*Water Quality Analysis for First Need XL Purifier*
By: Grundy
16 January 2012

After my initial bench test of the First Need xl water purifier, I inquired with the water treatment lab at work. They agreed to perform a simple vacuum filtration test for suspended solids. Here are the results:

First, the feedstock was drawn from the bank of the Neosho river. It is a muddy mess of a river, with clay banks and a lot of silt:

These are the bottles of raw water and filter effluent:

There is a dramatic difference in turbidity and odor. I saw nothing suspended in the effluent.

These are the lab filter elements after vacuum filtration:

Again, a dramatic difference. The filters had a pore size of 0.45 microns, so there is evidence of particles larger than that present in the filter effluent.

The filters were dried and weighed, resulting in a measure of the filtrate. The raw water contained 0.559 mg/L and the filter effluent contained 0.0019 mg/L. This represents a decontamination factor of 294 for suspended solids greater than 0.45 microns.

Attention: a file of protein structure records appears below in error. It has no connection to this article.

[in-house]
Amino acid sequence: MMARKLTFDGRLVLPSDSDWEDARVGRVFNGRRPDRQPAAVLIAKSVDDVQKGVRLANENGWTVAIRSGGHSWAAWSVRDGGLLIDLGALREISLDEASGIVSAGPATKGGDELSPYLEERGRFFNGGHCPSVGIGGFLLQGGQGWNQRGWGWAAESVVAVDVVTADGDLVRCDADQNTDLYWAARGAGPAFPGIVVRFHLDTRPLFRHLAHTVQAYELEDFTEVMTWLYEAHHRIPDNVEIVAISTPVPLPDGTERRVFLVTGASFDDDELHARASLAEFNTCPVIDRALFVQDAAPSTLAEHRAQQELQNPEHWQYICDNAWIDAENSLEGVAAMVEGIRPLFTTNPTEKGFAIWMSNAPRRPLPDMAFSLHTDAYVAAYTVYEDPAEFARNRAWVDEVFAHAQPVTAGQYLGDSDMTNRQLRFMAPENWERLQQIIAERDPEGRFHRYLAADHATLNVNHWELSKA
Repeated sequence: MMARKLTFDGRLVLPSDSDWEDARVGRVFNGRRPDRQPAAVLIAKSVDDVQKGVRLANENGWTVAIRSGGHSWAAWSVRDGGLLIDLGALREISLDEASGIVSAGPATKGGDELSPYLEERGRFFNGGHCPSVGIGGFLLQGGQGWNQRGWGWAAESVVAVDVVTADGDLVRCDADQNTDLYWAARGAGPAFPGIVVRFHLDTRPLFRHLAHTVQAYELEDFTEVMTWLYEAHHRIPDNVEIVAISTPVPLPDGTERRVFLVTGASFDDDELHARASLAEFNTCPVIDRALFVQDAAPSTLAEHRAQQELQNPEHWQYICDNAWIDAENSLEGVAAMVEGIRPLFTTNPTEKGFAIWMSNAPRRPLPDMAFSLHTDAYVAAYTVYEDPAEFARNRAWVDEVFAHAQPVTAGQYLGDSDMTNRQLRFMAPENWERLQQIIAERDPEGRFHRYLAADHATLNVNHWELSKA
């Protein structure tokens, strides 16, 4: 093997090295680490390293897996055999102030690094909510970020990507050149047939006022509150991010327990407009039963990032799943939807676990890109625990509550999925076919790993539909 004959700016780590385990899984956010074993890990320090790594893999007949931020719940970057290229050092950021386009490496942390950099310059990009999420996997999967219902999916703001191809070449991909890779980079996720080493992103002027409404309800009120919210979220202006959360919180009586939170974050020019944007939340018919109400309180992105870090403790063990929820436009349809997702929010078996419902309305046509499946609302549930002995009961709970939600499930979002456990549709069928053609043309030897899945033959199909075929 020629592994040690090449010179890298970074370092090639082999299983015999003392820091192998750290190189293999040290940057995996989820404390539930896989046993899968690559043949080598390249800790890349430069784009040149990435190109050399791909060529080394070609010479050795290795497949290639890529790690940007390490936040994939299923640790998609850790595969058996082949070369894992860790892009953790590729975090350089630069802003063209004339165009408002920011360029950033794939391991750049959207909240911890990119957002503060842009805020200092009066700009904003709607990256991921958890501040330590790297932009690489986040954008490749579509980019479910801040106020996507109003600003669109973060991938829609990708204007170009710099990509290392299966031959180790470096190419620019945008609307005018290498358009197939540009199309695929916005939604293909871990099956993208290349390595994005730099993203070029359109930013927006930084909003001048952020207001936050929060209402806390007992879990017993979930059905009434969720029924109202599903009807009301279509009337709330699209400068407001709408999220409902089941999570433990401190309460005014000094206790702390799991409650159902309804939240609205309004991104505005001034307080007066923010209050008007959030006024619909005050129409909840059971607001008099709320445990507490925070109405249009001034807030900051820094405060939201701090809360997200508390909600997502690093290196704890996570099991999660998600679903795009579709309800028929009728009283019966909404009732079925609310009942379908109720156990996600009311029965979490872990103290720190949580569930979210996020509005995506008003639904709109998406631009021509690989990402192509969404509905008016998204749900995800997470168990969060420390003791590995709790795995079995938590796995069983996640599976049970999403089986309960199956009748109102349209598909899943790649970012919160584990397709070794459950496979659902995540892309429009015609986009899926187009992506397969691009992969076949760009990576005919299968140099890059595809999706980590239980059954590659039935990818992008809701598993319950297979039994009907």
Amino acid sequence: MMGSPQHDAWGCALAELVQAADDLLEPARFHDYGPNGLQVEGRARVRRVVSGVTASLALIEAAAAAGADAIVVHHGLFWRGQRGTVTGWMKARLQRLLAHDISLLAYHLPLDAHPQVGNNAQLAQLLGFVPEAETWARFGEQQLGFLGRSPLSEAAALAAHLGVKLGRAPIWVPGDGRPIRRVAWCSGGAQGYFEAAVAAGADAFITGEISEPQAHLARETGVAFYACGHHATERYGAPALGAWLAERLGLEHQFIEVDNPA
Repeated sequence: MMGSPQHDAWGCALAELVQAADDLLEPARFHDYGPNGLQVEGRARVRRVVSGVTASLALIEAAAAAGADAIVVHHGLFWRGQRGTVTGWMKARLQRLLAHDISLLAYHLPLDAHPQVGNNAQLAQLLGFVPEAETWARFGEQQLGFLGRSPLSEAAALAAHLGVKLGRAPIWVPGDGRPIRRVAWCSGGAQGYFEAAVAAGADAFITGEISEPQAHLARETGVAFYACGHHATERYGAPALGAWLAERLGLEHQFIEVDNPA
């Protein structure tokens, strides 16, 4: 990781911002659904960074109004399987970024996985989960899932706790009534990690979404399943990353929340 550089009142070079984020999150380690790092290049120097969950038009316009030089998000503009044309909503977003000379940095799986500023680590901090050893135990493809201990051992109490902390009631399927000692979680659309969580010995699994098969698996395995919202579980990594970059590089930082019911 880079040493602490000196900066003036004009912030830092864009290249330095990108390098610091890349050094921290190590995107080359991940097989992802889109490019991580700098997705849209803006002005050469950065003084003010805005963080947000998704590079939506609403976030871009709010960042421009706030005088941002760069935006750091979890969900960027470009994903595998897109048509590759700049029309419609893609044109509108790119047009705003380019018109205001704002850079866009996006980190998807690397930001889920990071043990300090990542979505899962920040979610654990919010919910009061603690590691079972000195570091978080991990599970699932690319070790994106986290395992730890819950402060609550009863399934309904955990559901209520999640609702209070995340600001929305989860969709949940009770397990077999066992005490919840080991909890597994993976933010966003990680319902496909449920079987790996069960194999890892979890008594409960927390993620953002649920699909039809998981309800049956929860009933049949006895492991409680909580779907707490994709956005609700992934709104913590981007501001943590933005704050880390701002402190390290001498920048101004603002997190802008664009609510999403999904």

With the extreme filthiness of the raw water, I conclude that this filter is efficient in greatly reducing the suspended solids present in water passed through it. The presence, however, of particles greater than 0.45 microns leads me to dismiss the manufacturer's claim of eliminating the need for chlorination, boiling or iodation. In my opinion, informed by this test, water filtered with this device will still need further treatment to remove bacterial contaminants.


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